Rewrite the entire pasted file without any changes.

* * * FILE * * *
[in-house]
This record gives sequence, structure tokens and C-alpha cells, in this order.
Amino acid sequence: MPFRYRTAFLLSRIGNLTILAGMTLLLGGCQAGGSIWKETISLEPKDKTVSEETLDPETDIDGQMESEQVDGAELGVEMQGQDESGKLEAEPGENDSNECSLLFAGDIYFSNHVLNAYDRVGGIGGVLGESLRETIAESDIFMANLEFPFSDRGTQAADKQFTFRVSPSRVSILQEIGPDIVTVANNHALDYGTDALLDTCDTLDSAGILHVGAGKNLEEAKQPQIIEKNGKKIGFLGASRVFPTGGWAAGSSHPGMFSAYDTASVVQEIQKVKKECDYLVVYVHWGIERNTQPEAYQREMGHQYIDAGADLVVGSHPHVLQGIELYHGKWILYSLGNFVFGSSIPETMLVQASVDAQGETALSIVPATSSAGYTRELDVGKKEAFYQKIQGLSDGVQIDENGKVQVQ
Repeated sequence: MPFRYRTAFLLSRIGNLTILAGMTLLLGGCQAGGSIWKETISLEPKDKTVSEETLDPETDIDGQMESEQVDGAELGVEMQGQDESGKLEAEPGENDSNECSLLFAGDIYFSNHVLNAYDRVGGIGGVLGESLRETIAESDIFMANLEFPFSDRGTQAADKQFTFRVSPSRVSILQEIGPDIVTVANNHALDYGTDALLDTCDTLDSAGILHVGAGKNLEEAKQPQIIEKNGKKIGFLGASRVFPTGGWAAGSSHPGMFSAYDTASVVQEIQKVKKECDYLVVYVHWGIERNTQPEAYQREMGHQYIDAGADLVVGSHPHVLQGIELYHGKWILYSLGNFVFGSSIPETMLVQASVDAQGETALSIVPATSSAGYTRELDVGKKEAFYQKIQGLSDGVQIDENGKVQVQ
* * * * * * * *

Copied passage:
[in-house]
This record gives sequence, structure tokens and C-alpha cells, in this order.
Amino acid sequence: MPFRYRTAFLLSRIGNLTILAGMTLLLGGCQAGGSIWKETISLEPKDKTVSEETLDPETDIDGQMESEQVDGAELGVEMQGQDESGKLEAEPGENDSNECSLLFAGDIYFSNHVLNAYDRVGGIGGVLGESLRETIAESDIFMANLEFPFSDRGTQAADKQFTFRVSPSRVSILQEIGPDIVTVANNHALDYGTDALLDTCDTLDSAGILHVGAGKNLEEAKQPQIIEKNGKKIGFLGASRVFPTGGWAAGSSHPGMFSAYDTASVVQEIQKVKKECDYLVVYVHWGIERNTQPEAYQREMGHQYIDAGADLVVGSHPHVLQGIELYHGKWILYSLGNFVFGSSIPETMLVQASVDAQGETALSIVPATSSAGYTRELDVGKKEAFYQKIQGLSDGVQIDENGKVQVQ
Repeated sequence: MPFRYRTAFLLSRIGNLTILAGMTLLLGGCQAGGSIWKETISLEPKDKTVSEETLDPETDIDGQMESEQVDGAELGVEMQGQDESGKLEAEPGENDSNECSLLFAGDIYFSNHVLNAYDRVGGIGGVLGESLRETIAESDIFMANLEFPFSDRGTQAADKQFTFRVSPSRVSILQEIGPDIVTVANNHALDYGTDALLDTCDTLDSAGILHVGAGKNLEEAKQPQIIEKNGKKIGFLGASRVFPTGGWAAGSSHPGMFSAYDTASVVQEIQKVKKECDYLVVYVHWGIERNTQPEAYQREMGHQYIDAGADLVVGSHPHVLQGIELYHGKWILYSLGNFVFGSSIPETMLVQASVDAQGETALSIVPATSSAGYTRELDVGKKEAFYQKIQGLSDGVQIDENGKVQVQ